Work Zone Safety
Written by Steve Hudgik
Who Determines When OSHA Citations Will Be Issued?
After a compliance officer finishes an inspection they report their findings and the OSHA area director then determines what citations, if any will be issued.
What Is An OSHA Citation?
OSHA citations inform the employer and employees about the regulations and standards that may have been violated, and of the proposed length of time set for their abatement. The employer will receive the OSHA citations by certified mail. The employer must post a copy of each OSHA citation, at or near the place a violation occurred, for three days or until the violation is abated, whichever is longer.
OSHA citations are not issued as a penalty for an injury or fatality. They are issued to address violations of OSHA standards and for safety hazards identified by the OSHA compliance officer.
OSHA Citations - Proposed Penalties
When an OSHA citation is issued there will also be a proposed penalty. The amount of the penalty will vary depending on the severity of the violation. The following are the categories of violations that OSHA may cite and the penalties that may be proposed:
- OSHA Citations for an “Other Than Serious Violation” - This type of citation is issued for a safety hazard that has a direct relationship to job safety and health, but probably would not have caused death or serious physical harm. A penalty of up to $7,000 for each violation may be proposed. This penalty may be adjusted downward by as much as 95 percent, depending on the employer's good faith efforts to comply with OSHA standards, their history of previous violations, and the size of business.
- OSHA Citations for a “Serious Violation” - When there is a violation that would probably result in a death or serious physical harm, and the employer knew about or should have known about the hazard, then a mandatory penalty of up to $7,000 for each violation can be proposed. This type of penalty may also be adjusted downward, based on the employer's good faith, their history of previous violations, the gravity of the alleged violation, and the size of the business.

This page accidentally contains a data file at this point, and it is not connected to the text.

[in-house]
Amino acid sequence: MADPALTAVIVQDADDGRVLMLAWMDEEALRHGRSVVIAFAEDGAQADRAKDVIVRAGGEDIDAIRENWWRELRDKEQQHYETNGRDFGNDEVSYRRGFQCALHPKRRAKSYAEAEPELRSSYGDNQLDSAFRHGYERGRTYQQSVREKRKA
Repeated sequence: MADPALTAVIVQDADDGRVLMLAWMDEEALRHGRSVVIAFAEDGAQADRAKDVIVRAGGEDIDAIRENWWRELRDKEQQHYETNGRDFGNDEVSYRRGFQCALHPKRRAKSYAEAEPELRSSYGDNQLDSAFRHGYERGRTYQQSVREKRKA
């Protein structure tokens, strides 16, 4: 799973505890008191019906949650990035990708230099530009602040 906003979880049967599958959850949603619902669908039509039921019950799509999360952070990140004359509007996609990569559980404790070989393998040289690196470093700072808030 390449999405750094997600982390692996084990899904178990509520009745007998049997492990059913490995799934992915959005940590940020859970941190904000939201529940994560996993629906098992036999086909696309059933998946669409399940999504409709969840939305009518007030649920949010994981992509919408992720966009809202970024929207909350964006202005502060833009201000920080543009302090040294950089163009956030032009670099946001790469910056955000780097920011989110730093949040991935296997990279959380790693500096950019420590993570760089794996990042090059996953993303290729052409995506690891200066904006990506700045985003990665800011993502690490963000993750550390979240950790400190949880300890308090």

- OSHA Citations for a “Willful Violation” - This is a safety violation that the employer knowingly commits, or that is committed with indifference to the law. The employer either knows that what they are doing is a violation of OSHA standards, or they are aware that a hazardous condition existed and made no reasonable effort to eliminate that hazardous condition.
There is a minimum penalty of $5,000 and a maximum of $70,000 for a willful violation. A proposed penalty may be adjusted downward, depending on the size of the business and its history of previous violations. In the case of an OSHA citation for a willful violation no credit is given for good faith.
If an employer is convicted of a willful violation that resulted in the death of an employee, the offense is punishable by a court-imposed fine or by imprisonment for up to six months, or both.
- OSHA Citations for a “Repeated Violation” - If there an OSHA citation that is finalized, and an the OSHA citation for that same violation is issued at any location owned or operated by the same company, a fine of up to $70,000 for each such violation may be proposed. To be the basis of a repeated OSHA citation, the original OSHA citation must be final. An OSHA citation under contest may not serve as the basis for a subsequent repeated citation.
- OSHA Citations for “Failure to Abate Prior Violation” - Failure to abate a prior violation may bring a civil penalty of up to $7,000 for each day the violation continues beyond the specified abatement date.
- OSHA Citations for a “De Minimis Violation” - A de minimis violation is a violations of a standard that has no direct or immediate relationship to safety or health. Whenever de minimis conditions are found during an inspection, they are documented in the same way as any other violation, but they are not included as a part of the OSHA citation.
The way to avoid OSHA citations is to be in compliance with OSHA standards. Signs and labels have a major job to do to help accomplish this. They inform employees about safe work practices and warn about potential hazards. Signs direct employees, visitors and contractors along safe pathways and provide housekeeping information. Labels identify hazardous materials and show how to operate safety equipment.
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